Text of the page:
Drones shut down London’s Gatwick airport, travelers face chaos

LONDON (AP) — Tens of thousands of passengers were delayed, diverted or stuck on planes Thursday as the only runway at Britain’s Gatwick Airport remained closed into a second day after drones were spotted over the airfield.

The airport south of London — Britain’s second-busiest by passenger numbers — closed its runway Wednesday evening after two drones were spotted.

It reopened briefly at about 3 a.m. Thursday, but shut 45 minutes later after further sighting and remained closed at midday — 15 hours after the first sighting.

Police said the “devices used are of an industrial specification,” an indication that the drones weren’t small, inexpensive machines. A police helicopter was hovering near the airfield as officers from two nearby forces hunted the drone operators.

“The police advice is that it would be dangerous to seek to shoot the drone down because of what may happen to the stray bullets,” said Chris Woodroofe, Gatwick’s chief operating officer.

Eurocontrol, an international organization devoted to air safety across Europe, said on its website that the airport was expected to stay shut until at least 1800 GMT (1 p.m. EST).

Woodroofe said sightings of at least one drone were continuing, and “I cannot tell you what time we will reopen.”

He said the vast majority of the 110,000 passengers due to pass through Gatwick on Thursday — one of the busiest travel days of the year — would experience disruption.

All incoming and outgoing flights were suspended, and the airport’s two terminals were jammed with thousands of weary travelers, many of whom had spent the night on benches and floors.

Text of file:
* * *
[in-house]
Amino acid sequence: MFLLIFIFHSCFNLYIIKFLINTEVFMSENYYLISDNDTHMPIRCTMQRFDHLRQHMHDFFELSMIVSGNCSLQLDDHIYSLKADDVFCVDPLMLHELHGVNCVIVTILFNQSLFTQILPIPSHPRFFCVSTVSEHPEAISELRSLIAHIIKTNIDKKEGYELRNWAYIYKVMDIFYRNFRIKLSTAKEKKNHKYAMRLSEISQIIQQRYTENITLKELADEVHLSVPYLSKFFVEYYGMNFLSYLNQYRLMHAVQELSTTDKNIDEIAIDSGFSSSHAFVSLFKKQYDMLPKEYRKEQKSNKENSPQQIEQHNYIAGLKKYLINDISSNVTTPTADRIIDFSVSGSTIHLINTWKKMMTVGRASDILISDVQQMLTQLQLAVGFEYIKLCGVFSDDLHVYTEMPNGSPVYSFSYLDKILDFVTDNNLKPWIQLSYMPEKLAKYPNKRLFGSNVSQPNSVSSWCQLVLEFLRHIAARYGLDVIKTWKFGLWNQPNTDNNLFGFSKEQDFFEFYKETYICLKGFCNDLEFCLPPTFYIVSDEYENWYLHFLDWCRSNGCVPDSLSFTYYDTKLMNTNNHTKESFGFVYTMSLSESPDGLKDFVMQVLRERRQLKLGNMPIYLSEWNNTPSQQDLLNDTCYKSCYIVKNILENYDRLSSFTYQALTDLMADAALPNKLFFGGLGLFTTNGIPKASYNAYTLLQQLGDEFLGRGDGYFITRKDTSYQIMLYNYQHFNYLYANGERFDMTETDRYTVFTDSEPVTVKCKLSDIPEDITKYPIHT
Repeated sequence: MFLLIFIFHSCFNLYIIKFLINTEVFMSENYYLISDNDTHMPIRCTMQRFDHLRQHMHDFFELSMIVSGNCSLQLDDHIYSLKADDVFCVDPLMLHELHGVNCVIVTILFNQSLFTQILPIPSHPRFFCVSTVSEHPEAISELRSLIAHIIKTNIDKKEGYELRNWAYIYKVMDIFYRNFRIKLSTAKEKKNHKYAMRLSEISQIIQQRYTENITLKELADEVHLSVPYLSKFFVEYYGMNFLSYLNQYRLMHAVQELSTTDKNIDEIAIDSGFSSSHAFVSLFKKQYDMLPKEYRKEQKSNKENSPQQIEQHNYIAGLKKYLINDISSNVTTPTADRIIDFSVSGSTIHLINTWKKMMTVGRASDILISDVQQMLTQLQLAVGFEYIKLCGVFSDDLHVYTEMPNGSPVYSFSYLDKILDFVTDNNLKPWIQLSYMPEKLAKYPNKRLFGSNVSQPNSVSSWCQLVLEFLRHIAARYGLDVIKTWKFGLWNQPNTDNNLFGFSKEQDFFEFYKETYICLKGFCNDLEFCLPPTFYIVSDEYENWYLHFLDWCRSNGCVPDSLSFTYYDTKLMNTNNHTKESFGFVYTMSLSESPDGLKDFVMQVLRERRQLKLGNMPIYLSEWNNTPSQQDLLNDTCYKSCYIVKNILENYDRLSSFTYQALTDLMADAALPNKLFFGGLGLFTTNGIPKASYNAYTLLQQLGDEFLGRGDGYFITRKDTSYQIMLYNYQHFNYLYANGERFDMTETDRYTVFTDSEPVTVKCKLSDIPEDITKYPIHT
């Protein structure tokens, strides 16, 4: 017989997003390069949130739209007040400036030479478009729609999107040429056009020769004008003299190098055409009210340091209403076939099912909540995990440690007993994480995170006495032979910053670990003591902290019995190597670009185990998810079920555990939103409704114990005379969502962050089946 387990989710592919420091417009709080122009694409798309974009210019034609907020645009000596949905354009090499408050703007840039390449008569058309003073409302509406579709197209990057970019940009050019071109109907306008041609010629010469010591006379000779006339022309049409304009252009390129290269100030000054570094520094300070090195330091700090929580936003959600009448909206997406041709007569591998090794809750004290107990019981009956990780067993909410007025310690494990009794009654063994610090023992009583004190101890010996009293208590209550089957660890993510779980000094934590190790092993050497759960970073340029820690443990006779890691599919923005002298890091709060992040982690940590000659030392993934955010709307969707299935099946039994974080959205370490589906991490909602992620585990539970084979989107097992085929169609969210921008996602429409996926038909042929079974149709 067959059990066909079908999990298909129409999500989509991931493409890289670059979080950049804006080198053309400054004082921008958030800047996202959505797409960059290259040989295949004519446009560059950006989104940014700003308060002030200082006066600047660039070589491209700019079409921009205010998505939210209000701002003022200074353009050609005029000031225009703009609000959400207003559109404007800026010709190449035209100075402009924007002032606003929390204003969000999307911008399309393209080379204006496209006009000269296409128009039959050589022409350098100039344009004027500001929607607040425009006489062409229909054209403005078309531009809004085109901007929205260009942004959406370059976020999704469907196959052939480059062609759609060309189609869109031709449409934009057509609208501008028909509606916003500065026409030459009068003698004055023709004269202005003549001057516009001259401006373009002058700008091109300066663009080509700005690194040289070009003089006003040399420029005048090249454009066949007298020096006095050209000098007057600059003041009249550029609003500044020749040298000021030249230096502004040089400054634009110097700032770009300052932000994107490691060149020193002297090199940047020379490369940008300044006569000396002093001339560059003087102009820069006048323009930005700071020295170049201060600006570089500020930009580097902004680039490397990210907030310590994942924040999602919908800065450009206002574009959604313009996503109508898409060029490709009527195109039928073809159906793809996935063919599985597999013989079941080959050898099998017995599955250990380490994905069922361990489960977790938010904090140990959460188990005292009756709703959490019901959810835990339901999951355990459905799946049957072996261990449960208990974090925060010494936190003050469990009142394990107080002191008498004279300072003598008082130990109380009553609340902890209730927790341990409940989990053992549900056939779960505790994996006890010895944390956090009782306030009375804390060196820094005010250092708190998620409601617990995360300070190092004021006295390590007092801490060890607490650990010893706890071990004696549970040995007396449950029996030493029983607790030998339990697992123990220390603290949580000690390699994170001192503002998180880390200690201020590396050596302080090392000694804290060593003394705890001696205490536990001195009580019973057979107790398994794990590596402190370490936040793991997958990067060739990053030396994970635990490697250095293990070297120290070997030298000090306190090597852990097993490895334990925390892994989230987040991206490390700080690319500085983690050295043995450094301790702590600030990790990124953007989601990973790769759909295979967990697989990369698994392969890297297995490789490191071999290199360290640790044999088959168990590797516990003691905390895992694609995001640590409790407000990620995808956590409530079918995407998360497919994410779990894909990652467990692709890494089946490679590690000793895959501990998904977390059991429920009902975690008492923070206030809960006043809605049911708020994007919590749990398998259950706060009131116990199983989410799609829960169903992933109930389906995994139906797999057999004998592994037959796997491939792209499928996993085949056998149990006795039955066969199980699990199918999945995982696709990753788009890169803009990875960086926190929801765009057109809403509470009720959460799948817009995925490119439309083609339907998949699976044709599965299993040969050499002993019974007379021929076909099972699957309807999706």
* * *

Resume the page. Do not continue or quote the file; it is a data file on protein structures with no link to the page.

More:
Police said the drone flights were a “deliberate act to disrupt the airport,” but that there were “absolutely no indications to suggest this is terror-related.”

There were 20 police units from two forces searching for the elusive drone operator.

Superintendent Justin Burtenshaw, of Sussex Police, said the search was daunting.

“Each time we believe we get close to the operator, the drone disappears; when we look to reopen the airfield, the drone reappears,” he said.

Burtenshaw said new and bigger drones have more reach, making it harder for police to locate the personal control the flying device.

“It’s a difficult and challenging thing to locate them, but I’ve got teams now and I’ve got investigators looking at how we do that, and I’m confident we will,” he said.

Gatwick, about 30 miles (45 kilometers) south of London, sees more than 43 million passengers a year to short- and long-haul destinations and serves as a major hub for the budget carrier easyJet.

Any problem at Gatwick causes a ripple effect throughout Britain and continental Europe, particularly during a holiday period when air traffic control systems are under strain.

Source: Read Full Article